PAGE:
Initially, L. J. Hurst worked in the backrooms of the media industry. He now divides his time between work for an international scientific publisher and a rather more British independent bookseller. In years past he was a regular attendee at the Shots on the Page Festivals from whence Shots Mag sprung
Circus is Bloomsbury’s literary imprint for original works, many of them American in origin. The first titles appeared in 2011, but Hard Twisted is the first I have seen on a bookshop shelf. C. Joseph Greaves, the author, has also begun a career writing thrillers under the name of Chuck Greaves.
Hard Twisted tells of a failed homesteader, Dillard Garrett and his thirteen year old daughter, Lucile known as Lottie to her friends, falling in with a newly released felon, Clint Palmer, in the dust bowl states of 1934. Incapacitated by alcoholism, Garrettt disappears and Palmer takes Lucile along with him, renaming her Johnny Rae, implying that Garrett has gone on the run from a major crime. Palmer feeds an ignorant and innocent Johnny Rae as they travel in search of work and money, Palmer preferring the latter to the former, though neither are in easy supply, finally ending in sheep country, where he takes a job herding. The drought over the continent has affected the sheep country, too, and, the sheep have to be driven to and from the watered pasture, in contention with other ranchers and farmers. It ends in murder for which Palmer, who has fathered a child on Johnny Rae, is finally tried with the girl as a prosecution witness.
Though Greaves wrote his novel seventy-five years later, it reads in some ways like a contemporary work, specifically echoing some of the style of William Faulkner, particularly as the dialogue is buried in the rest of the text, not identified in quotation marks, in prime modernist style. Similarly, Lottie’s limited understanding leading to misdirection is Faulknerian. Readers realise that Palmer has murdered her father, while Lottie does not, and another scene in a restaurant where Palmer bilks paying, sending Lottie out ahead of him, has the same effect.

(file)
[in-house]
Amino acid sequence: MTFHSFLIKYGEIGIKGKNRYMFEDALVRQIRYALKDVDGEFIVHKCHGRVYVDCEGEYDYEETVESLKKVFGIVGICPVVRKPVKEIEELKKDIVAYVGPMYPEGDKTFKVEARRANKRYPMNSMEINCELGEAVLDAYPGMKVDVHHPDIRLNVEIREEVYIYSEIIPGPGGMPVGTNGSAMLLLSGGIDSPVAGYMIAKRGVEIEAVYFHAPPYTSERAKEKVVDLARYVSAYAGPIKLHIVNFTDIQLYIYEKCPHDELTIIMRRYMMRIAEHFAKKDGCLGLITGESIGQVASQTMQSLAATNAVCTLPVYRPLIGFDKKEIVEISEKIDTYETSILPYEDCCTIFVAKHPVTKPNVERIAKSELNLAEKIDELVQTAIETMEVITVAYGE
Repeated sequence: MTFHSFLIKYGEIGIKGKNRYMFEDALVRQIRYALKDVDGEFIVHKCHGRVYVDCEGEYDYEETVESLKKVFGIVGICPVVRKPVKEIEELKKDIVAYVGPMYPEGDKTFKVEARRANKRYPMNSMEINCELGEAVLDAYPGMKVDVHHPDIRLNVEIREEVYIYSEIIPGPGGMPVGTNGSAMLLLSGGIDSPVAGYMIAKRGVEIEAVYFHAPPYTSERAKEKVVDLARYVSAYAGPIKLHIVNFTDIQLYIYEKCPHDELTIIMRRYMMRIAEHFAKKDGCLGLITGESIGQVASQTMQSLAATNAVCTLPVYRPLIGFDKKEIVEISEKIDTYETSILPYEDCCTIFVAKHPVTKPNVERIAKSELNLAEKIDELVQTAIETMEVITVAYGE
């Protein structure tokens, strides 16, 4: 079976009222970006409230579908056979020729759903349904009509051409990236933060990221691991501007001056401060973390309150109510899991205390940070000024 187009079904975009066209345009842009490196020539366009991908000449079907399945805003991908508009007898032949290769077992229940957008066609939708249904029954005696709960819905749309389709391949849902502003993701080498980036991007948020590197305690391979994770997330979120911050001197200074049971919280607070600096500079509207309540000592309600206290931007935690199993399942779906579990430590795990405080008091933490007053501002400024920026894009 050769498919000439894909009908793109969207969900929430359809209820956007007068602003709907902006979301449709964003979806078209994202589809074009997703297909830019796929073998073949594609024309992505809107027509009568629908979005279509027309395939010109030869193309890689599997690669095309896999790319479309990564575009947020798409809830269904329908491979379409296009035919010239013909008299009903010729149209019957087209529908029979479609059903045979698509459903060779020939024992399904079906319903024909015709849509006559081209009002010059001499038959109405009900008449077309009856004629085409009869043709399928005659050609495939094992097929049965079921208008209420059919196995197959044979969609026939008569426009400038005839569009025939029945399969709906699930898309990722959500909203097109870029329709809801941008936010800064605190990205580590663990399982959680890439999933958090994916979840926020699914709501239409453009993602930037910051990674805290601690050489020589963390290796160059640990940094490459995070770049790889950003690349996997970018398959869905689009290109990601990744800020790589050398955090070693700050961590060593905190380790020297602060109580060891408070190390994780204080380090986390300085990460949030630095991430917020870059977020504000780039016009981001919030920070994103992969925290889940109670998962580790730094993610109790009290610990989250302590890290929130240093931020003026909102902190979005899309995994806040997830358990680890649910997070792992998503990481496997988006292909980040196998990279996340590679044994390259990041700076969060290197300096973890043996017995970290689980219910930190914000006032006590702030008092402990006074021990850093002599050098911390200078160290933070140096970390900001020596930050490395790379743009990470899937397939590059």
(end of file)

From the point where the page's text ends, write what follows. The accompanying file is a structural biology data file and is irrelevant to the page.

Based on a true story, in its events at least, Hard Twisted echoes a couple of novels now forty years old: Charles Portis’s True Grit (1968), and Joe David Brown’s Addie Pray (1971, which was filmed as Paper Moon with Ryan and Tatum O’Neal in 1973); both about an older man travelling with a teenage girl, the first in search of justice, the second about confidence tricksters. If nothing else, Addie Pray and Hard Twisted bring home the damage done to a struggling people by those who break the law: their victims have nothing or next to nothing, a diner in 1934 cannot afford to lose two meals. True Grit reads peculiarly, Mattie’s narration is strange (having seen neither film adaptation I have no idea if this was brought out on the screen), only finally revealed in the last pages: that the elder Mattie has been bitter for all her adult life because of the crippling injury she suffers as her adventure ends, and it is that bitter Mattie who has been telling her story. The real Lottie Garrett survived her ordeal with Clint Palmer, raised a family in Texas, finally dying in 1991. Perhaps she would not have told her tale as Joseph Greaves has told it, but this account of bleak struggle and retribution is gripping. Look out for it.